Monday, April 8, 2013

Confession #2-I Don't Like Anakin Skywalker Either

This one went longer than I planned.  I guess that's what happens when I try to write something a paragraph at a time over the course of a week.

I tried very hard to like Anakin.  He had a lot to recommend him.  Obi-Wan Kenobi--who is tied with Princess Leia as my favorite Star Wars character--gave him high praise in Star Wars: A New Hope.  He tells Luke that Anakin was "the best star fighter pilot in the galaxy, a cunning warrior...and he was a good friend."

You don't get much better than that in a culture that is so much informed by social and military conflict.  (Sure, the Republic stood for over a thousand generations with the Jedi as it's "guardians of peace of justice," but the series isn't called Star Wars because the characters argued about who was going to win on Galactic Idol.) Watching A New Hope for the first time, I read Ben Kenobi as someone who had spent most of his life on a battlefield.  Given what the Star Wars franchise now has to say about Obi-Wan's history, I wasn't that far off.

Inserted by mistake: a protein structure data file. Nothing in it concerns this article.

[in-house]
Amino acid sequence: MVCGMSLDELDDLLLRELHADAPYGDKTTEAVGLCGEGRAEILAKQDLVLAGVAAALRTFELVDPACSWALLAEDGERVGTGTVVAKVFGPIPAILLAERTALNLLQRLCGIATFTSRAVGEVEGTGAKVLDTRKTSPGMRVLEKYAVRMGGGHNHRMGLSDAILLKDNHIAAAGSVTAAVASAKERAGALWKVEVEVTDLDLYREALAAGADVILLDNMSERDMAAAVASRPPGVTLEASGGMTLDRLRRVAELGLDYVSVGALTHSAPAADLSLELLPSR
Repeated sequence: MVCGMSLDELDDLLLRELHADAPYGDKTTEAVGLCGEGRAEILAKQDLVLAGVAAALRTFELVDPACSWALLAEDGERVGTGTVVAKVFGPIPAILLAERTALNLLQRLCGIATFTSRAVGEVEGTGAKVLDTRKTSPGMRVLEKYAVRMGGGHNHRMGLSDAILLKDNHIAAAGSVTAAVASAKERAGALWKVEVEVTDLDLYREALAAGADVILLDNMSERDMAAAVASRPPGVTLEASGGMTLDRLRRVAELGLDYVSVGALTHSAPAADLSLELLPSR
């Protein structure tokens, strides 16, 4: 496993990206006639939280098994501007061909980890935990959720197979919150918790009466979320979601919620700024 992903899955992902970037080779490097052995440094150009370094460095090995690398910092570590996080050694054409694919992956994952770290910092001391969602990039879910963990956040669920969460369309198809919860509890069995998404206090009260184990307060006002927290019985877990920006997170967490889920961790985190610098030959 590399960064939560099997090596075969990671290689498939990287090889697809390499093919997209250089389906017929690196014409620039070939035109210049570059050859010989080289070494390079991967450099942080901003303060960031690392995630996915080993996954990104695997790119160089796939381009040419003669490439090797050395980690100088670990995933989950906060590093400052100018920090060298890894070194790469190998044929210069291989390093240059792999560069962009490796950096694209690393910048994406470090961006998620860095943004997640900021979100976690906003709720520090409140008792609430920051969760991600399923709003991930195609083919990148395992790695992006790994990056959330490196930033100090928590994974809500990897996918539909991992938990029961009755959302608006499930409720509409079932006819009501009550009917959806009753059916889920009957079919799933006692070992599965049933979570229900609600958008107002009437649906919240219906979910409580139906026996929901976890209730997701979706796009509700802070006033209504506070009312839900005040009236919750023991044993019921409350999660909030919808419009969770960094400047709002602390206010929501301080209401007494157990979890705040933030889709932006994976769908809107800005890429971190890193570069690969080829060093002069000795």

So, when I sat down to watch The Phantom Menace, I was more than willing to keep an open mind about this boy who grew up to be Darth Vader.  I saw a sweet, earnest kid who had a really rough life.  The problem was, the movie just about hit me over the head with how darling he was supposed to be, and his assertion that he was going to marry Padmé was just over the top in its creepiness.

I realize it was supposed to be creepy.  Good foreshadowing just doesn't scream "HEY, LOOK! IT'S FORESHADOWING!"

So, I guess my problem with young Anakin is mostly a problem with the script-writing in The Phantom Menace.

Older Anakin doesn't need the bad writing in the Prequel films to make me dislike him.  Like Luke, he's whiny, cocky, and self-absorbed.  He has good qualities (loyalty and the earnest desire to do the right thing) but he consistently makes the most asinine decisions possible, and his temper tantrum over the fact that he was put on the Jedi Council but not made a Jedi Master is, to me, far too childish for a person who's supposed to have seen and lived through as much as he has in his short life.  Luke, at least, had the excuse of a sheltered upbringing to explain why he was such a brat.  The main explanation I can come up with for Anakin is fear and insecurity.